In May, as largely peaceful demonstrations over the killing of George Floyd were condemned by some who focused on sporadic violence and the destruction of a few small businesses, the satirical website The Onion published a story headlined "Protesters Criticized for Looting Businesses Without Forming Private Equity Firm First." Private equity's dismal reputation stems mostly from a subset of buyout firms that invested in distressed companies, like Toys "R" Us, that then failed. The reality is that most U.S. private equity firms are interested in helping businesses grow, not grinding them to dust. To get the truth about PE, all you have to do is ask the founders who have used it to help them grow their companies while retaining an ownership stake.
So that's what we did.
Inc.'s second annual list of founder-friendly private equity firms shines a light on 50 shops that have had success supporting founder-led companies. To compile the list, we once again went straight to the source: entrepreneurs who have sold to private equity. It's a group that's been expanding for more than two decades. In the U.S., the number of PE-backed businesses has grown 30 percent compared with 2015, according to research firm PitchBook.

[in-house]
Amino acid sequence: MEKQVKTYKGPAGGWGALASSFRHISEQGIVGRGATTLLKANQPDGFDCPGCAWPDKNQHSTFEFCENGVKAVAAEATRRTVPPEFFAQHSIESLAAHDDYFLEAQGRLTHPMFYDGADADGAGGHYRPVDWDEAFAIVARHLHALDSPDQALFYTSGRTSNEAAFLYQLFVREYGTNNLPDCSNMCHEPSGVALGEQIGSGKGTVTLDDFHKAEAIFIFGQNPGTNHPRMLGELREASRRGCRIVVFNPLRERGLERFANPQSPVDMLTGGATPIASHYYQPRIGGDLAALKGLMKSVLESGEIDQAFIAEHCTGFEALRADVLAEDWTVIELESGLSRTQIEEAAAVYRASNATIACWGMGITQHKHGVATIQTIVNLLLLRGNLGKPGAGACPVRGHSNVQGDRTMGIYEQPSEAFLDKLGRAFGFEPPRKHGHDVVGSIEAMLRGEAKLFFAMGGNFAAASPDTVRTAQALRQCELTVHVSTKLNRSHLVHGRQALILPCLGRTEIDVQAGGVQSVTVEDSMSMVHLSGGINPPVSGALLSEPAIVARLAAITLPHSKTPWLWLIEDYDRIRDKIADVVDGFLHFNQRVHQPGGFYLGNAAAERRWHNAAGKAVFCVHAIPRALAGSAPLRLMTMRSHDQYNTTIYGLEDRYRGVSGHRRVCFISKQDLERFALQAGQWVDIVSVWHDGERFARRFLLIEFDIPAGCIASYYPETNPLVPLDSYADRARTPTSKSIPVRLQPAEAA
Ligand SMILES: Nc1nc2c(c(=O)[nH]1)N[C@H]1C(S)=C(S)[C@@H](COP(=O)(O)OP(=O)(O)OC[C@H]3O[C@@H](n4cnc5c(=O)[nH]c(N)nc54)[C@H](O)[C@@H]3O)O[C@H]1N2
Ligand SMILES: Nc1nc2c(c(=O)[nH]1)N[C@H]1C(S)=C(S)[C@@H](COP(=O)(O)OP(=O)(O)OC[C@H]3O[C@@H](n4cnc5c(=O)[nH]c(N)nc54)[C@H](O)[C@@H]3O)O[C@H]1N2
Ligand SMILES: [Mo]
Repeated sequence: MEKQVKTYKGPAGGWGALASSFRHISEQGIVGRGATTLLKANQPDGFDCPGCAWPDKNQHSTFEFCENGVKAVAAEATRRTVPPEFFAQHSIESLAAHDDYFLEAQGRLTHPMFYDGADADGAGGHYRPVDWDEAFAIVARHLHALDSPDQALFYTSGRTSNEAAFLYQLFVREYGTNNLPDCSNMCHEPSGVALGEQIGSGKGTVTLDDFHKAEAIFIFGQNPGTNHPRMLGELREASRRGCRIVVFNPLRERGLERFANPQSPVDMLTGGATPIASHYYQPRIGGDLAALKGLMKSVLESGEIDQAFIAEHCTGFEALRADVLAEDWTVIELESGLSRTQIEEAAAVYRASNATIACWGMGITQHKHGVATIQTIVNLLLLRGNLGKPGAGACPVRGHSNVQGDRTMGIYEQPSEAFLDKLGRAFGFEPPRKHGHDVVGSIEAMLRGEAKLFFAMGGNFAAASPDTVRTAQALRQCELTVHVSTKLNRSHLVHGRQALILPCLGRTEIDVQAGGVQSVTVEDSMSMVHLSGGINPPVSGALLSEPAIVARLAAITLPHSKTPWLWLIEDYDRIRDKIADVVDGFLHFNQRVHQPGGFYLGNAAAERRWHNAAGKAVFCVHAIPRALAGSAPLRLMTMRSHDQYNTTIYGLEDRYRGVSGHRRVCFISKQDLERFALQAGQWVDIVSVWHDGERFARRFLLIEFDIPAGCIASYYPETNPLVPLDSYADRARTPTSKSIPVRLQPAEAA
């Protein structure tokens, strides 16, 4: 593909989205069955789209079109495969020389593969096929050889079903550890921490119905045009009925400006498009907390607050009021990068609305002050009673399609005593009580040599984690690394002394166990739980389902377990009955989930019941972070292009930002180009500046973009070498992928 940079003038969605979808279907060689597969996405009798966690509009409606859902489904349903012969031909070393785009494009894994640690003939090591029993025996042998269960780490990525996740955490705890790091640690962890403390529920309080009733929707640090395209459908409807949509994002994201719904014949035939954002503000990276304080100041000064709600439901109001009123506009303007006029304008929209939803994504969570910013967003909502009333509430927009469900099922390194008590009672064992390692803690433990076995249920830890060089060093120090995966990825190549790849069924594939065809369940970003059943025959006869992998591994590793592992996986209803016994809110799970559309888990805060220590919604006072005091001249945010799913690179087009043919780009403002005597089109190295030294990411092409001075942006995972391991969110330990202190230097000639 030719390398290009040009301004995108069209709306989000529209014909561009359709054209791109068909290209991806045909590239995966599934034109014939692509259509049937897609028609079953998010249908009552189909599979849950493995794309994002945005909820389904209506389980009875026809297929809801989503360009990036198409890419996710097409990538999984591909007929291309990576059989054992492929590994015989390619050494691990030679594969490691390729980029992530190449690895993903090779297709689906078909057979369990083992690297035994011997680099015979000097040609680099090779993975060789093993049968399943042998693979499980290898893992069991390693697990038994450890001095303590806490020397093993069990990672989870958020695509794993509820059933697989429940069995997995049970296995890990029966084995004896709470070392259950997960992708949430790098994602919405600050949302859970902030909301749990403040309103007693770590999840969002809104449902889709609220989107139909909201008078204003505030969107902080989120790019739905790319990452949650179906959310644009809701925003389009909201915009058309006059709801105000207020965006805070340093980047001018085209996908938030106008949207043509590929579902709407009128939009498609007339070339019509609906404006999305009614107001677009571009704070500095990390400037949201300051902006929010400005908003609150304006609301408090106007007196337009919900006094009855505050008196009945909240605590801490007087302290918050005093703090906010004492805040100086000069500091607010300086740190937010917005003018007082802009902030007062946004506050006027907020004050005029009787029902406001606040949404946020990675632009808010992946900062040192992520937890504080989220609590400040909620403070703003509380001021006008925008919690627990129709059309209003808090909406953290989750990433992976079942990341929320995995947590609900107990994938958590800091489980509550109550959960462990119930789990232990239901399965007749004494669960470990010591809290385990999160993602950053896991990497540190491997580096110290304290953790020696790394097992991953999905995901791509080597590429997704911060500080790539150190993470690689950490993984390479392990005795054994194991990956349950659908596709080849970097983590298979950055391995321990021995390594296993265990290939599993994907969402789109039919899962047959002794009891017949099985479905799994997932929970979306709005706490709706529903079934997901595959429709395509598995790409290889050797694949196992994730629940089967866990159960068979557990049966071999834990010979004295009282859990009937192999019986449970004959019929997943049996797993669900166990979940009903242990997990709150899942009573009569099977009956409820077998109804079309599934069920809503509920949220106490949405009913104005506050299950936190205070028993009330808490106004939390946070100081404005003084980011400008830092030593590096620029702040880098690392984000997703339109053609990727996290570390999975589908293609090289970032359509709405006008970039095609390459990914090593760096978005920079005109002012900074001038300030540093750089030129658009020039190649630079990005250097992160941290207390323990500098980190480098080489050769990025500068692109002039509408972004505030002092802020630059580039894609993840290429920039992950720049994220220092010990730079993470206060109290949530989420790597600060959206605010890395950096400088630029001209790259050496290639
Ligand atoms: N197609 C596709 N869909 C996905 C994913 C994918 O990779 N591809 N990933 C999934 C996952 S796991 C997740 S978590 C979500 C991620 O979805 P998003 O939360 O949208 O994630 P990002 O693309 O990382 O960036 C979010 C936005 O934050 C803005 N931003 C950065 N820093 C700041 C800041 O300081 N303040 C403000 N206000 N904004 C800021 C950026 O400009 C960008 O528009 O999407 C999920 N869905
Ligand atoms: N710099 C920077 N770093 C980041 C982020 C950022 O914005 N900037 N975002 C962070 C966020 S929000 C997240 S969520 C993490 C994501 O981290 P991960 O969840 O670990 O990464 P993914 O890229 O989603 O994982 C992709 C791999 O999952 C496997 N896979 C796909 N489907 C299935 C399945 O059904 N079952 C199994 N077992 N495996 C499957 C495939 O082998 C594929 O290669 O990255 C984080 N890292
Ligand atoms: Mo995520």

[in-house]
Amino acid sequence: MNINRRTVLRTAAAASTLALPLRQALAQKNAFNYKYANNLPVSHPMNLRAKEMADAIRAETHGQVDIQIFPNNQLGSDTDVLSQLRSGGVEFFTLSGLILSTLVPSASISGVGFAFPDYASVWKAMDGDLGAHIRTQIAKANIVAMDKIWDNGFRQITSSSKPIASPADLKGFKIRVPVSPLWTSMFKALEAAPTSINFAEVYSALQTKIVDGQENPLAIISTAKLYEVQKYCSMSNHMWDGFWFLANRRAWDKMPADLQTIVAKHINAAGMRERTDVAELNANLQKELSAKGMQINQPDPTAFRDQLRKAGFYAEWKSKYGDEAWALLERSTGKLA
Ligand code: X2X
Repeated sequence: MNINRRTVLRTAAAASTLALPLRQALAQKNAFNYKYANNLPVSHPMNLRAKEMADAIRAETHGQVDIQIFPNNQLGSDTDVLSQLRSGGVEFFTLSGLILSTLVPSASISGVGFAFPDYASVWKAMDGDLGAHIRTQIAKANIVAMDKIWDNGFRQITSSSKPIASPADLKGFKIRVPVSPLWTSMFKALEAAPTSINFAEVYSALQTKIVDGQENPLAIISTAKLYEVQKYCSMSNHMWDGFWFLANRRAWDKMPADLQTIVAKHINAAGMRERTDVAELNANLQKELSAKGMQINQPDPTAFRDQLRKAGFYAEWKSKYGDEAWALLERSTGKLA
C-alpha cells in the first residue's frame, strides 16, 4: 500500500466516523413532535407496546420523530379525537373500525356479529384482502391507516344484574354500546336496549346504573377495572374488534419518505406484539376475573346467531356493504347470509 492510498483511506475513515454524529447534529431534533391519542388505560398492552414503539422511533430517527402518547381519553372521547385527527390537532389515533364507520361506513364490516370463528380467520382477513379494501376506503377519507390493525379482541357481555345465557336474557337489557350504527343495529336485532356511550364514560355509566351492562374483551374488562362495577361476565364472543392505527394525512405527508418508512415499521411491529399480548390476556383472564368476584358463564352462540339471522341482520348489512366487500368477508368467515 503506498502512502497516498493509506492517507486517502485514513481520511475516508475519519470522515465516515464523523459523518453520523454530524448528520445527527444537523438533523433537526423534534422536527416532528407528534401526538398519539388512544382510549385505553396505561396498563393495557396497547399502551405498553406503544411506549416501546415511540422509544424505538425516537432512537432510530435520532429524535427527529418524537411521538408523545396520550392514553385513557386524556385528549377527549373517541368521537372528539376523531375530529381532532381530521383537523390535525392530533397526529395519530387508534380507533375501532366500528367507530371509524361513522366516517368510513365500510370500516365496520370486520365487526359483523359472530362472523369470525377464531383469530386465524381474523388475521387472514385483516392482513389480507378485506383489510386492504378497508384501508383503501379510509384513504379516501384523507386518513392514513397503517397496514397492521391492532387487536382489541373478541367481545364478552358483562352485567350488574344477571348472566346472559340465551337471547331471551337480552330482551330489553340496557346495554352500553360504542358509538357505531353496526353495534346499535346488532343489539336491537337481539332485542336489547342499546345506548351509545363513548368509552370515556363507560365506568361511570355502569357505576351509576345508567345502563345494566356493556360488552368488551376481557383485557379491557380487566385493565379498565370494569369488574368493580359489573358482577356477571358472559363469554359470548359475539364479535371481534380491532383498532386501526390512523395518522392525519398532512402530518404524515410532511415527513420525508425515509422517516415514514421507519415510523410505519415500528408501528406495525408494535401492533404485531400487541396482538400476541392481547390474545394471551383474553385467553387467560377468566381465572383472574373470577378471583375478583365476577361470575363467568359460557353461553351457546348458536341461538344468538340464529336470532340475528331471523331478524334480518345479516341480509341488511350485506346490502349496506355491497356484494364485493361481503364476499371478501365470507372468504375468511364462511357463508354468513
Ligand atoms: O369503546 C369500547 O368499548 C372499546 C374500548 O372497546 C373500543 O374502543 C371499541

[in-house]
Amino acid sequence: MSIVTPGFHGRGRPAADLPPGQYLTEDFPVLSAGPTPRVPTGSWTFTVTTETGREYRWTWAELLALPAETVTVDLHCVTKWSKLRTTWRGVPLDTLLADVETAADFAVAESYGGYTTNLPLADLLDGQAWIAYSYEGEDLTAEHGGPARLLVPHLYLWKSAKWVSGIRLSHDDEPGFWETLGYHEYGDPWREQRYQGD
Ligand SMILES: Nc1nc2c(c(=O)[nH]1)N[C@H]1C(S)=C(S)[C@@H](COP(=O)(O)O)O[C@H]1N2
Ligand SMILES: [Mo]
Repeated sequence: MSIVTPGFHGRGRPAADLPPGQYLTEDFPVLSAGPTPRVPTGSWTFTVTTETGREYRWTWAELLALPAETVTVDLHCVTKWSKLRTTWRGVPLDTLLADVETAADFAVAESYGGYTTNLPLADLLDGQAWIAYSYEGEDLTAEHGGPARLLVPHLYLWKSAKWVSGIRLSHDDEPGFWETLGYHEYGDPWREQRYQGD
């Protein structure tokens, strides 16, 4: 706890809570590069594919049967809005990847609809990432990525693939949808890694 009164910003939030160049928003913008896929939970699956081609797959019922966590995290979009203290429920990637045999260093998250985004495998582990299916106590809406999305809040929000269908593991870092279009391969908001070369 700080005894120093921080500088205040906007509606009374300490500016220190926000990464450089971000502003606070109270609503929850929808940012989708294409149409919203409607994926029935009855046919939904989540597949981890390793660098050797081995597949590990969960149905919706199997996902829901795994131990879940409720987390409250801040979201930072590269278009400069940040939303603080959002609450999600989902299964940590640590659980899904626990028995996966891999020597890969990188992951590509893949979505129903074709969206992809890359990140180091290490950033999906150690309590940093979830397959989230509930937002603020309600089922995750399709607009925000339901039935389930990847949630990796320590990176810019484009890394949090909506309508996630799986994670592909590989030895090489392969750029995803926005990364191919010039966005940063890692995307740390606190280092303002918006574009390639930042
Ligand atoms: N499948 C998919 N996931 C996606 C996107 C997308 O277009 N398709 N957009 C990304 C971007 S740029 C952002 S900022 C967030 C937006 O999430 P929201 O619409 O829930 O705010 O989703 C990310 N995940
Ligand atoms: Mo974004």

While new private equity investments have slowed meaningfully since the onset of the pandemic, PE firms, armed with record amounts of capital, are completing more add-on acquisitions, which fold businesses into existing portfolio companies. For entrepreneurs who are now struggling, merging with a PE-backed rival could lead to the best outcome.
"We find a lot of situations where a PE firm will do an add-on acquisition and keep the founder on board," says Dave Brackett, co-founder and CEO of private credit manager Antares Capital, which has helped finance acquisitions for more than 400 PE firms. One plus to having a PE partner today, he adds, is the chance to benefit from strategies developed by the other companies in the firm's portfolio. "They can take the lessons learned in some of them that are going well and share them quickly across those 20 to 40 portfolio companies to get those businesses performing more quickly," he says.
For founders, taking investment from a PE firm during a downturn doesn't have to mean selling at a discount. "You might think about a kind of delayed compensation arrangement in the form of earn-outs," says Ben Persofsky, executive director of the Center for Family Business at financial services firm Brown Brothers Harriman. "Then there's still a provision that you can get rewarded for a good performance, as if Covid never happened."
In this time of uncertainty, if you are considering private equity, first decide what kind of support you need, and then identify firms with that specific expertise. "The comment 'know your investor' is probably doubly true now, particularly if it's a family business or a business you've been running for a while and you really care about your people," says Tom Stewart, executive director of the National Center for the Middle Market. "You want to do your human capital due diligence as much as your capital due diligence."